1. The Girlboss Protagonist
She’s just as strong, courageous and fierce as the men and she can do anything they do, she will go out of her way to prove them wrong and show that she’s just as good as them. Now don’t get me wrong, I love books with feminist ideals and values, but the ‘girlboss’ protagonist reads as white feminist propaganda, or as a suburbans mum’s fantasy (if you need an example for this look at Maas’ woman characters). The girlboss just isn’t good representation, and is often really boring to read as there’s no nuances to them or to their arc as a character (if they’re even fortunate enough to get any development).
Now if I know this is controversial because I’m sure a lot of of you love soulmate pairings and OTPs but I can’t stand it. I feel like this trope doesn’t allow for any romantic growth as it tells the characters and thus the reader these two are perfect for each other – often without proving it – and we rarely see ‘soulmates’ go through any romantic trials and therefore growth, and their relationship often becomes stagnant. I never believe soulmate pairings because they are never challenged, and if they are it’s never in a significant way, and I also don’t like book series with romantic relationships that never change – characters should break up! And should get together with someone else! Normalise it!
3. The Not Like Other Girls Protagonist
I think we all know the type, that one girl whose not into anything feminine or traditional seen as girly. They only like books, and don’t get obsessed with boys, and they don’t like pop music – and that’s all fine, but they also have a lot of internal misogyny that’s never addressed – and that is the issue. I would love this trope if I saw the character transform and recognise their internal misogyny and grow and change from this, but it is unfortunately never about this, it always about making the character seem like the “best”.
4. The Like Every Other Girl Antagonist
This is always paired with the last trope I mentioned, if you have a protagonist who isn’t “like other girls” then you will always have a girl antagonist who is the embodiment of every single misogynist stereotype you can think of. The antagonist will put other girls down, she is vain, she cares more about possessions then people, she’s irrational, overly emotional, obsessed with men to an unhealthy degree, she only dresses in feminine clothing and colours, she’s intelligent but in a manipulative way, she is shallow – I think you get the idea. She is everything most girls and women aren’t, but everything we’re told growing up other girls and women are like, she is the embodiment of the internal misogyny many women dealt with at some point – and I can’t wait for the day this kind of character dies a painful death. However, she is not to be confused with a mean girl character type or trope – who if done right can be complex and more than offensive stereotypes.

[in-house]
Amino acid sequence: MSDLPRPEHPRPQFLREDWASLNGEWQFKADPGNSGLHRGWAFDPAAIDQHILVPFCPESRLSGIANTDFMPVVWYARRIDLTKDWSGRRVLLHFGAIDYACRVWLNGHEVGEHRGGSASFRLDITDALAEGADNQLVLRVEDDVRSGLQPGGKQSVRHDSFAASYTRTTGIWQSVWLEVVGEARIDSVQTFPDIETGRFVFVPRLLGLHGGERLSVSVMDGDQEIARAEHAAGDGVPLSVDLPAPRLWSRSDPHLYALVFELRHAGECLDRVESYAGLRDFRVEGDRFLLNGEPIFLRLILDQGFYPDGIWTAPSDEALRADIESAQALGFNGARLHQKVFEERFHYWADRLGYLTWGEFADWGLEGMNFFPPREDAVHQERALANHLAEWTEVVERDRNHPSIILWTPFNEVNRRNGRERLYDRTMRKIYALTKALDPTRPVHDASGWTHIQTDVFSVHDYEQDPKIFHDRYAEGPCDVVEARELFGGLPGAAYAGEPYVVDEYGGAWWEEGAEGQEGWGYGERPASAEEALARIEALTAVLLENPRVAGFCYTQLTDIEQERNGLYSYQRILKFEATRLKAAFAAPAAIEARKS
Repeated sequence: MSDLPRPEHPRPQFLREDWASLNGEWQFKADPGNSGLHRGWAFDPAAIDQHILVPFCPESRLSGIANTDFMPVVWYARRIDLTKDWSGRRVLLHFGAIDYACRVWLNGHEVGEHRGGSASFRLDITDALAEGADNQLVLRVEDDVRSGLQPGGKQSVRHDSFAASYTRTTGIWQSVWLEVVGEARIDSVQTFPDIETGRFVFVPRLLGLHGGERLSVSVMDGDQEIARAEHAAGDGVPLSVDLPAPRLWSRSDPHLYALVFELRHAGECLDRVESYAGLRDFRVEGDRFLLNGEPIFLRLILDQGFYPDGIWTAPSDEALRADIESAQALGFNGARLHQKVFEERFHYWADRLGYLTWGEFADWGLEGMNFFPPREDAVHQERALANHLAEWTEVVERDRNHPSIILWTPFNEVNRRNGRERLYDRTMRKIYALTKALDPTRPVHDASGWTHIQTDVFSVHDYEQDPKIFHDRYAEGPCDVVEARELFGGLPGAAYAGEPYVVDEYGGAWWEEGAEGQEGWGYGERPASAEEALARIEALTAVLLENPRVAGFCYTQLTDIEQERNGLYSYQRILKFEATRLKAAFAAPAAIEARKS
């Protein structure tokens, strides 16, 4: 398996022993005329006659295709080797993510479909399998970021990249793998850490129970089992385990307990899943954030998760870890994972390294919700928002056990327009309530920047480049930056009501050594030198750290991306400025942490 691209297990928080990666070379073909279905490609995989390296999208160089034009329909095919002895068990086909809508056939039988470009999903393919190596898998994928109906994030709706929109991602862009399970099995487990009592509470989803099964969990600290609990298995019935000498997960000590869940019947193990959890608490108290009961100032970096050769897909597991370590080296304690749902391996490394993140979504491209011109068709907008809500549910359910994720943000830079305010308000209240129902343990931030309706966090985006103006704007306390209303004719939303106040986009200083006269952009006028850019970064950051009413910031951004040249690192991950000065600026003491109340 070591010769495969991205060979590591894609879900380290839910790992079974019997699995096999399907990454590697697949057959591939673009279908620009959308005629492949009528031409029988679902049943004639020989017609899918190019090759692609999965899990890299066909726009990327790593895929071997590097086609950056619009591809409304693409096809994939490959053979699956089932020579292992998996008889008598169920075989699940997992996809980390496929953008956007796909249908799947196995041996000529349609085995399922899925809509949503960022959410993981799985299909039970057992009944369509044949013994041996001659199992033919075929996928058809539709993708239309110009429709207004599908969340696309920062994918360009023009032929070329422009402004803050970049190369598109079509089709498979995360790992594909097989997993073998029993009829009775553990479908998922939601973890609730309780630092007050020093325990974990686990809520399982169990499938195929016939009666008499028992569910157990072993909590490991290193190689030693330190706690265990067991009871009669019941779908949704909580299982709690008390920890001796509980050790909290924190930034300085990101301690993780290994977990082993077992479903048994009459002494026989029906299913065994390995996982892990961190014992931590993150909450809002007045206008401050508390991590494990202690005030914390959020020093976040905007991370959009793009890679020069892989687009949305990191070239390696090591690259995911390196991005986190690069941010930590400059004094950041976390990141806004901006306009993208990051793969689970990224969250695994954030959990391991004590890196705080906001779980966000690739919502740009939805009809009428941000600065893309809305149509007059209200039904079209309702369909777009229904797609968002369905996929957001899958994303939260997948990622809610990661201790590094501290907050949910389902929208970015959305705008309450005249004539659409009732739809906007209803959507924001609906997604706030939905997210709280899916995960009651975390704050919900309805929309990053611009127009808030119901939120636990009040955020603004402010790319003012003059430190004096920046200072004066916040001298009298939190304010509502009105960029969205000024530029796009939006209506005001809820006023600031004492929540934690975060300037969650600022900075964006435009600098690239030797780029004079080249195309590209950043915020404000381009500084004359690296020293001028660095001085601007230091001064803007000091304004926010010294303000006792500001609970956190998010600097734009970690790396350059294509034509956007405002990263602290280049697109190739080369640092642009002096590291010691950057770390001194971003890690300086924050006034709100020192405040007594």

5. The Secret Heir
Kill me now. I hate this trope. This is solely a trope found in fantasy, and often in YA fantasy, but every time the plot twist is that the protagonist has been the secret heir to the throne or kingdom or community all along it’s boring. I want a nobody to be secret heir, someone who is ill-prepared and doesn’t want it, give me reluctant heirs who are snappy and funny! Don’t give me secret heirs who have are amazing badass protagonists and therefore perfect for this ‘secret’ role. I will note, however, this trope seems to be in the process of dying so I’m quite happy about that.
I don’t think I even need to explain why this a bad trope on a book blog that is read by readers. We all hate it, we all think it’s an awful plot device and time and time again writers use it. I would understand it if poor communication skills was a character’s flaw but it never is, it’s always just some last-minute-makes-no-sense device that’s thrown in to ensure there’s some form of conflict when the book gets boring.
7. The Obsessive Potential Romantic Partner
This goes out to all the books that have a man follow around the woman protagonist for chapters and obsess over her for months and cross multiple boundaries, and only then for the women to date him halfway into the book! No! That is the absolute worst. I hate way it’s portrayed as romantic or even ideal when starting a relationship (looking at you Twilight), because it is definitely a red flag! I don’t want to see anymore books with an obsessive (and often possessive) boyfriend or girlfriend or partner of any kind, I’m done with it, unless you, as the author, are going to use it as an opportunity to call this behaviour out as disgusting, wrong and dangerous.
8. Sex Scenes in Books That Are Marketed as YA
Now, this isn’t so much as a trope but I’m not sure where else to put this gripe of mine. I don’t think it’s unpopular to say that graphic and/or descriptive sex scenes don’t belong in a category of books aimed at 13-18 year olds, and really publishers, and authors (both are to blame), need to stop it. I think if you want to write about sex in a YA novel it shouldn’t be ‘smutty’ but informative: talk about what safe sex looks like, or the realities of losing your virginity as a teenager, pregnancy and issues surrounding consent! They’re all very appropriate topics for YA! But you don’t need graphic sex scenes in your book to do that, you can very much mention sex because YA readers aren’t young children but we still shouldn’t have actual sex scenes in them – no matter how vanilla they are.
Are there any tropes you think I missed? Let me know!